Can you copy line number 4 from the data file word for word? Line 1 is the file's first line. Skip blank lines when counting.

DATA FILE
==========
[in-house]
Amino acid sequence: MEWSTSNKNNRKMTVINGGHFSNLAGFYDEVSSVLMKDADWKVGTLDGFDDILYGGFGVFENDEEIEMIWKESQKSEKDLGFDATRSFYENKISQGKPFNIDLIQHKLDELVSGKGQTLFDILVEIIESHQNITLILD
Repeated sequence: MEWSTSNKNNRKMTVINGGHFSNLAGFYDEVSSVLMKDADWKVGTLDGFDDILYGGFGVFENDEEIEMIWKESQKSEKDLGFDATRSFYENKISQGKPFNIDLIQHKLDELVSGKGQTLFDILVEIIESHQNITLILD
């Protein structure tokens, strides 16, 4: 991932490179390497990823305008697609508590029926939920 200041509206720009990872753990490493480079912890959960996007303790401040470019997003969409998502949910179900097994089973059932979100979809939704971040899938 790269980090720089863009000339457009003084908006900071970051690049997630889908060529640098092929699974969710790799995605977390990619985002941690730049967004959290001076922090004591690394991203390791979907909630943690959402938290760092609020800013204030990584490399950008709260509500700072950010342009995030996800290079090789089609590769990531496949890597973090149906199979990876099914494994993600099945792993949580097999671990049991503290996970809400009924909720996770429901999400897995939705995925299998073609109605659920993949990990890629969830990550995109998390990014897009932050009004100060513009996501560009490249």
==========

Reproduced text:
């Protein structure tokens, strides 16, 4: 991932490179390497990823305008697609508590029926939920 200041509206720009990872753990490493480079912890959960996007303790401040470019997003969409998502949910179900097994089973059932979100979809939704971040899938 790269980090720089863009000339457009003084908006900071970051690049997630889908060529640098092929699974969710790799995605977390990619985002941690730049967004959290001076922090004591690394991203390791979907909630943690959402938290760092609020800013204030990584490399950008709260509500700072950010342009995030996800290079090789089609590769990531496949890597973090149906199979990876099914494994993600099945792993949580097999671990049991503290996970809400009924909720996770429901999400897995939705995925299998073609109605659920993949990990890629969830990550995109998390990014897009932050009004100060513009996501560009490249």